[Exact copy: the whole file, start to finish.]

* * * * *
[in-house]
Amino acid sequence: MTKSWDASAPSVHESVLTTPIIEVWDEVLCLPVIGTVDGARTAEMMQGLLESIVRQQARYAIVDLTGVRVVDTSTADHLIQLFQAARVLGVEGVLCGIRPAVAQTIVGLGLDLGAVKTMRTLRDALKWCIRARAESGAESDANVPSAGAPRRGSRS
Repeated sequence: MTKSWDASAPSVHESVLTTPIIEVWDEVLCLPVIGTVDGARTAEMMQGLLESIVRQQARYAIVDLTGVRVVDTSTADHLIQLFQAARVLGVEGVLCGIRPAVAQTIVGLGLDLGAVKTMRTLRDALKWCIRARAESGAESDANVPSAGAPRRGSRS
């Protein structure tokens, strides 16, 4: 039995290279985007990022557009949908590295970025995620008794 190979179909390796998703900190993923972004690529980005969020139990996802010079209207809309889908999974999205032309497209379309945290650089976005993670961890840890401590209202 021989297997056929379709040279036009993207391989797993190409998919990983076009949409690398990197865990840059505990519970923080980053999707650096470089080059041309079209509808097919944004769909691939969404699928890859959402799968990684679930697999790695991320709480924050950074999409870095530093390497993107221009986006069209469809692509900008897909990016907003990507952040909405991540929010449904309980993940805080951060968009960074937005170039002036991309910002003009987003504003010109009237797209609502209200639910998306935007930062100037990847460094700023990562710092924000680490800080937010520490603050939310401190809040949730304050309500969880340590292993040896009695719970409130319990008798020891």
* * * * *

[in-house]
Amino acid sequence: MTKSWDASAPSVHESVLTTPIIEVWDEVLCLPVIGTVDGARTAEMMQGLLESIVRQQARYAIVDLTGVRVVDTSTADHLIQLFQAARVLGVEGVLCGIRPAVAQTIVGLGLDLGAVKTMRTLRDALKWCIRARAESGAESDANVPSAGAPRRGSRS
Repeated sequence: MTKSWDASAPSVHESVLTTPIIEVWDEVLCLPVIGTVDGARTAEMMQGLLESIVRQQARYAIVDLTGVRVVDTSTADHLIQLFQAARVLGVEGVLCGIRPAVAQTIVGLGLDLGAVKTMRTLRDALKWCIRARAESGAESDANVPSAGAPRRGSRS
């Protein structure tokens, strides 16, 4: 039995290279985007990022557009949908590295970025995620008794 190979179909390796998703900190993923972004690529980005969020139990996802010079209207809309889908999974999205032309497209379309945290650089976005993670961890840890401590209202 021989297997056929379709040279036009993207391989797993190409998919990983076009949409690398990197865990840059505990519970923080980053999707650096470089080059041309079209509808097919944004769909691939969404699928890859959402799968990684679930697999790695991320709480924050950074999409870095530093390497993107221009986006069209469809692509900008897909990016907003990507952040909405991540929010449904309980993940805080951060968009960074937005170039002036991309910002003009987003504003010109009237797209609502209200639910998306935007930062100037990847460094700023990562710092924000680490800080937010520490603050939310401190809040949730304050309500969880340590292993040896009695719970409130319990008798020891």